iProsper Media has interviewed two scientists whose recent findings, Human Longevity and a New Vision of Aging, were presented at the 2013 CARP conference. The video, recently released on YouTube, discusses their findings on what factors can contribute to exceptionally long life (100 years or more).
The two scientists, Dr. Leonid Gavrilov and Dr. Natalia Gavrilova, are husband and wife researchers who have been in the field of aging science for over 3 decades.
In their most recent findings, they looked to “success stories” of aging by reviewing birth data of centenarians, or people who have lived to 100. Some of their findings after analysing the data were surprising, such as the fact that people born in the autumn – specifically the month of November – have a higher chance of living to 100 and tend to live longer. Dr. Natalia Gavrilova said in her presentation that although November babies don’t live very much longer, they do so consistently and it is notable throughout the numerous sets of data analysed.
This ties in with the researchers’ findings that living longer “begins at birth,” with not just in terms of the 9 months spent in the womb but also the early stages of having an effect on a person’s ability to live to 100. For instance, when studying centenarians and their shorter-lived siblings, they found that children born to younger mothers have a twice higher likelihood of living to 100.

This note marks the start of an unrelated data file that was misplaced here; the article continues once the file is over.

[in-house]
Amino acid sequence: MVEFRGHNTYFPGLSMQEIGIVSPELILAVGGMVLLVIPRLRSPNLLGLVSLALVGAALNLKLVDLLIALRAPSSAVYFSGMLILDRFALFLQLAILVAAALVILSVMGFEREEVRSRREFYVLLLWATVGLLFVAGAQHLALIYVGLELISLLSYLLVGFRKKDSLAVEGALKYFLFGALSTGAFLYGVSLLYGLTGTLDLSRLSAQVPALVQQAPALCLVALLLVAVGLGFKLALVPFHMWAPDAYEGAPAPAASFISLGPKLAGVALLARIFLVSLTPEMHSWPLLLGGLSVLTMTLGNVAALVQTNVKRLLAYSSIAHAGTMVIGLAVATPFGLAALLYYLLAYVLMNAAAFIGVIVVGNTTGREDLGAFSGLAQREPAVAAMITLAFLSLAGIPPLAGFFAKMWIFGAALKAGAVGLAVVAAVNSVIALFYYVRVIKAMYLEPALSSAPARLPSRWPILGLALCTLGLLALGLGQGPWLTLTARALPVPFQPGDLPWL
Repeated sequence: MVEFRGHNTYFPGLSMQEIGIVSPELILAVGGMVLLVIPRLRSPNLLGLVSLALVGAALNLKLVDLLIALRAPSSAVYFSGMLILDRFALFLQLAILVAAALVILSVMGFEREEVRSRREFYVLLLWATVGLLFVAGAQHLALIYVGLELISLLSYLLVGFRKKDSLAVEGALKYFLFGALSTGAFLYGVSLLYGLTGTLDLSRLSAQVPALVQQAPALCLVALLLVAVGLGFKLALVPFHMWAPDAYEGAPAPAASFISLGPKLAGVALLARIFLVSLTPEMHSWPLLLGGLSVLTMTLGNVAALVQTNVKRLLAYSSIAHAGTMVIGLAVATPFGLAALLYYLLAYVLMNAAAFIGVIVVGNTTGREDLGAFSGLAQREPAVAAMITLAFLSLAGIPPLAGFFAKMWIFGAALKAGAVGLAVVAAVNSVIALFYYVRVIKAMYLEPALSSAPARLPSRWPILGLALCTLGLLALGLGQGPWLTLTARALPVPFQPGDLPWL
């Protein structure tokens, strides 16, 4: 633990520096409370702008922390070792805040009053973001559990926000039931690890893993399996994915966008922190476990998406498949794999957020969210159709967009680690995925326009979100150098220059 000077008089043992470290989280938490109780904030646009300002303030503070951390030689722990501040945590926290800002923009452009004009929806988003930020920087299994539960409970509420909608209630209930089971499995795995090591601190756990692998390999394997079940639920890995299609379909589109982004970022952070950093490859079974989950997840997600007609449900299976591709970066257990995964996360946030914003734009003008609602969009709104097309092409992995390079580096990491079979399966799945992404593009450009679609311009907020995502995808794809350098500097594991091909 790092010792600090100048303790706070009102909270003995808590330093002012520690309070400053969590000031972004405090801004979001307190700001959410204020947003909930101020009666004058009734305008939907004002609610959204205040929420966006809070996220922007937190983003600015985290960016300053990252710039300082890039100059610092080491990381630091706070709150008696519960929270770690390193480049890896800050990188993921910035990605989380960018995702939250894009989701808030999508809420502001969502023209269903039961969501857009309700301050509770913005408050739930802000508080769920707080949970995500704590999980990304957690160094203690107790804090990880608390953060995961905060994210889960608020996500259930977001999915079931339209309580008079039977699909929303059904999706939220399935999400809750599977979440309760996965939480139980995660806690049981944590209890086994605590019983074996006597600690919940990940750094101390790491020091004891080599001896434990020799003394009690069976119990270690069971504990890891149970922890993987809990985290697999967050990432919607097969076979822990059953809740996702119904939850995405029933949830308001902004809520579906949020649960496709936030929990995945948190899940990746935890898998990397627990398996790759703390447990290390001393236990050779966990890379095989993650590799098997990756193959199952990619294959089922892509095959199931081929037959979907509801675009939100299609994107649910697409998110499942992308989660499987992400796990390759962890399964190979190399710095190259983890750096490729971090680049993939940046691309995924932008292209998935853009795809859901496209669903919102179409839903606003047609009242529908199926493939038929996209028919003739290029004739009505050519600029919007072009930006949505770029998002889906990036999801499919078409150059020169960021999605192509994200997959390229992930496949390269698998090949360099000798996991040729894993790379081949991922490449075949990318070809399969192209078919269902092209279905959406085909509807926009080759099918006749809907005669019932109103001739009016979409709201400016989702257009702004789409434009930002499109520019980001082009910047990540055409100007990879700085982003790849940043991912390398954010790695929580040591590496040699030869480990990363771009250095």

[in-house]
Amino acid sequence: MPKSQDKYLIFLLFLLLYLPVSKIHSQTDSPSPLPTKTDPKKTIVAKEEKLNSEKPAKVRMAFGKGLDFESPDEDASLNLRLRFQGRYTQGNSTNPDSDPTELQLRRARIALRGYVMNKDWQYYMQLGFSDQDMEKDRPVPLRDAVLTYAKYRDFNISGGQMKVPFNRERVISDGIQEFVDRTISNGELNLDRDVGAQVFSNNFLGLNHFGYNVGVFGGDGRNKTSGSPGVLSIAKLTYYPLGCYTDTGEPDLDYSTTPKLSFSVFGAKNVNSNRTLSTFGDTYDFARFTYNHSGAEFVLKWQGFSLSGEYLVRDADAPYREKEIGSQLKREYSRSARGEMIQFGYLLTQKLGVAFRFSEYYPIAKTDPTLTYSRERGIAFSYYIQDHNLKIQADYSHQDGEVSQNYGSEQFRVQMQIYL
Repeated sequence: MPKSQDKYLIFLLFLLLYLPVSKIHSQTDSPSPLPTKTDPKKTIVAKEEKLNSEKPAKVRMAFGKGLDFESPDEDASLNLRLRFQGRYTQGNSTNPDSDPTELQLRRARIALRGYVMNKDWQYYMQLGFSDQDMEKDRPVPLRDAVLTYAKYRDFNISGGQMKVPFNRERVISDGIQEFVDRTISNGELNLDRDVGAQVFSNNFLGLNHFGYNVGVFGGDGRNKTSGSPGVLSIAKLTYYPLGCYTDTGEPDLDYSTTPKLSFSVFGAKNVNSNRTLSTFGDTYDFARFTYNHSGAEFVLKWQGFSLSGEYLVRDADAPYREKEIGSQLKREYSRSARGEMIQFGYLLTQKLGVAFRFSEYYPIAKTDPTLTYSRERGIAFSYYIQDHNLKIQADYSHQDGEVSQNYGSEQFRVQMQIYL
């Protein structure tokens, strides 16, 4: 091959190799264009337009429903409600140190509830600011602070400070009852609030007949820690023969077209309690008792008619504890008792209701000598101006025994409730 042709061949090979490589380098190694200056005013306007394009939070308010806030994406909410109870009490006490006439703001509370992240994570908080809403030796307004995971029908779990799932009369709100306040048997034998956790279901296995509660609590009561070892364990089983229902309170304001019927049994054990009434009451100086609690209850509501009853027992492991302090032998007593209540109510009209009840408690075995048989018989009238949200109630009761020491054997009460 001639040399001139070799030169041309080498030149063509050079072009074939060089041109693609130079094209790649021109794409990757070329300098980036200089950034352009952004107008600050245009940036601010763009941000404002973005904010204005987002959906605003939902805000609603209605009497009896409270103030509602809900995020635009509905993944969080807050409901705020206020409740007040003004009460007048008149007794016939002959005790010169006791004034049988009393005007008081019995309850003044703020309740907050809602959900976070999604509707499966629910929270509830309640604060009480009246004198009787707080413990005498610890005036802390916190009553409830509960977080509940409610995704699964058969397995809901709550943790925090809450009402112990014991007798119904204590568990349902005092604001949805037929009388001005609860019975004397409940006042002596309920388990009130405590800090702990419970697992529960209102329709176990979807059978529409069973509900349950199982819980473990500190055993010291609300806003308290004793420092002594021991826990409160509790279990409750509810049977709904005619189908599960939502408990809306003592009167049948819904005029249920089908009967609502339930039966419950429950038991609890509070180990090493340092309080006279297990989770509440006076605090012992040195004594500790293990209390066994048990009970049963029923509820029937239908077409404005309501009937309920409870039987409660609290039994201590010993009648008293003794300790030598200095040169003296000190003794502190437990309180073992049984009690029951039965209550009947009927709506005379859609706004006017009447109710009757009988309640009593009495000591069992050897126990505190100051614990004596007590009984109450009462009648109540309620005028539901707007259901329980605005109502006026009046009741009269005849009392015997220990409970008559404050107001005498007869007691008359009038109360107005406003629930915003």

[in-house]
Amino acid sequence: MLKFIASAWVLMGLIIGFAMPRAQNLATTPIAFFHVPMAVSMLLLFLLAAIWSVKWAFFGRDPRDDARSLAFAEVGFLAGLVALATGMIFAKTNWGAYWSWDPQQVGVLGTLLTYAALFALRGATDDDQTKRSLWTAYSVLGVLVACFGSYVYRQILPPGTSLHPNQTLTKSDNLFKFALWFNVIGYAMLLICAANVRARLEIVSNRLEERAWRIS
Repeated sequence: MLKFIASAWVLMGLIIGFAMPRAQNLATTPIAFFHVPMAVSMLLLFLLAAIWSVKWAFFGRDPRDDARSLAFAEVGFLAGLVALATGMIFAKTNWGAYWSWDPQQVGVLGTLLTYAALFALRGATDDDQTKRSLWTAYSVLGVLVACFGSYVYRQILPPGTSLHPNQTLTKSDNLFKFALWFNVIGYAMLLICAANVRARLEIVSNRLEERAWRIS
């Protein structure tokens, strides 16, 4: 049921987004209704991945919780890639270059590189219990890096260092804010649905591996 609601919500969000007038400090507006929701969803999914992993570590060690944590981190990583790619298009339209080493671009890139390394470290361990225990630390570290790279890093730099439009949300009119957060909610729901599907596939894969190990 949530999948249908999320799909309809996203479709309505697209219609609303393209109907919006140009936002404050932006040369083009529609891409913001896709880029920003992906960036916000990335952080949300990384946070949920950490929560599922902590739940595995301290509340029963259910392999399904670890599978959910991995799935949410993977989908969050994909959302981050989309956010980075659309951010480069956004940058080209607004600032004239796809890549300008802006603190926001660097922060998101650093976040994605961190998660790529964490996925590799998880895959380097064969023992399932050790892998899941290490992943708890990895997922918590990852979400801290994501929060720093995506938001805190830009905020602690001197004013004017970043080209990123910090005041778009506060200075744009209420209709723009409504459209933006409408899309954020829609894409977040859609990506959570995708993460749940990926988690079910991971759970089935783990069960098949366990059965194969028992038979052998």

Meanwhile, in a study of centenarian men, they found that men with ‘stocky’ stature were less likely to live to 100, while having multiple children and having the occupation of farmer significantly increased these chances.
When opening the presentation, Dr. Leonid Gavrilov pointed out some basic myths about aging, chief among them being the fact that aging is only for the elderly. In fact, “aging is a topic for everybody and everyone to be concerned about,” said Dr. Gavrilov, because “aging is a problem for everyone older than 10 years.” After our 10th birthday, chances of mortality increase and doubles after every 8 years that we’ve lived.
It seems, then, that living to 100 is an incredible feat – and one, according to research, that often depends on the circumstances of our birth.
You can watch new video of this lecture ‘Human Longevity and a New Vision of Aging’ here:
Dr. Gavrilov and Dr. Gavrilova also encourage questions on their blog, longevity-science.blogspot.com
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